The Big Apple has jumped into the bike share game, and, true to form, has immediately catapulted itself to the top of the list in terms of the size of the program. With 10,000 bikes spread out over 600 stations across Manhattan and Brooklyn in 2012, the program dwarfs other North American cities. (Toronto currently has 1,000 bikes while Montreal has just over 5,000). But even New York City’s huge roll-out won’t be enough to surpass Paris’ 20,000 bikes and Hangzhou’s over 60,000 bikes.
The program is privately-funded and operated by Alta Bike Share, Inc. with bikes and stations supplied by Public Bike Share Company—otherwise known as Montreal’s Bixi. The system looks to be similar to Toronto’s bike share, however trip limits of 45 minutes are being considered as compared to Toronto’s 30 minute limit. A yearly pass will cost less than $100, with the option for daily or even weekly passes.
However, what’s most interesting about the announcement is that, over the next few months, the City will be crowdsourcing potential locations for the bike share stations, turning to the internet to figure out exactly where people need bikes. You can check out the New York City Department of Transportation’s website for an interactive map that allows you to drag stations to locations on the map, write why you want a station there, and see where others have suggested stations. This kind of interactive and engaging task will not only hopefully design a better system that suits the needs of the people who will want to use it, but works to create a feeling of ownership amongst New Yorkers as they get to help build the system. Not to mention, it’s great publicity.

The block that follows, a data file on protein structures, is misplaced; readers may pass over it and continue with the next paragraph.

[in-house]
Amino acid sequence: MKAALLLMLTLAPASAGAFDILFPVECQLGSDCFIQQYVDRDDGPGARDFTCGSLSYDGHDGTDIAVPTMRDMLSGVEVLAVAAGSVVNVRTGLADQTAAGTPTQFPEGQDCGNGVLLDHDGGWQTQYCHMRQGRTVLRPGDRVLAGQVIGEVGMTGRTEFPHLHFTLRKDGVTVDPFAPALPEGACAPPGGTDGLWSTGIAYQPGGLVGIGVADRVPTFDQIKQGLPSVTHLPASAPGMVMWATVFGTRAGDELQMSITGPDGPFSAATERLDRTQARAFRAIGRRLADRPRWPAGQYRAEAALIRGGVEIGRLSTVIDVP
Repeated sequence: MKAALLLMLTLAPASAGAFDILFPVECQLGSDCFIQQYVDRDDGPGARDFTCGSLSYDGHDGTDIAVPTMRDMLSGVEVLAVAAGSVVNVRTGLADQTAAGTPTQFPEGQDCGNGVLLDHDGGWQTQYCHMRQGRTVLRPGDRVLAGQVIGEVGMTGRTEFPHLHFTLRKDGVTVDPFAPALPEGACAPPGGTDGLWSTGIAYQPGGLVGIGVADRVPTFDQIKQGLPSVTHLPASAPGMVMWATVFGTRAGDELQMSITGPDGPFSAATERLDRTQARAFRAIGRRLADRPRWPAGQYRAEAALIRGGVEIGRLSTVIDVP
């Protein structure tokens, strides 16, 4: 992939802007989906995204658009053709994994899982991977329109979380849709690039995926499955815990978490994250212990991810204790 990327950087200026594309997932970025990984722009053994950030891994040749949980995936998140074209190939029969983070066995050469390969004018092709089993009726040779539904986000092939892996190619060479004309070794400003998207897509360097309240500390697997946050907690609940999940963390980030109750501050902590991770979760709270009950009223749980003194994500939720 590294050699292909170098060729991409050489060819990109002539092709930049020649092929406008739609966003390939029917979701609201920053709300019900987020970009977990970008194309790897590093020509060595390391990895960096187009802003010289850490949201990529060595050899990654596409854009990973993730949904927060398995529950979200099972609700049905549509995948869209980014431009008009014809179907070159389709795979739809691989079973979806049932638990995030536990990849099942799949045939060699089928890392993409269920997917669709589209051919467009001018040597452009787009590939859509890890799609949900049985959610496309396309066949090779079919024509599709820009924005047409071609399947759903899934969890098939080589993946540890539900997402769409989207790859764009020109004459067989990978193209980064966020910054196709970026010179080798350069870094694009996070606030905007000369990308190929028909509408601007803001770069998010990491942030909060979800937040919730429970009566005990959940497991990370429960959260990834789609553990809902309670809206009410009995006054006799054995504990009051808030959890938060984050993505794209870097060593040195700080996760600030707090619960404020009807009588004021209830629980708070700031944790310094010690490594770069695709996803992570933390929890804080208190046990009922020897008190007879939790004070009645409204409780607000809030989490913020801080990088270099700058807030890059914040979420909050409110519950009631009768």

I was just in New York recently and marveled at the many new bike lanes, some painted a bright green or separated fully from traffic. The city has come a long way in the past few years, due mostly to transportation commissioner Janette Sadik-Khan’s tireless efforts to transform how New Yorkers get around. The addition of thousands of bikes in this new program will no doubt change the game for cycling in New York, flooding the streets with tourists and locals alike.
photo from NYCityBikeShare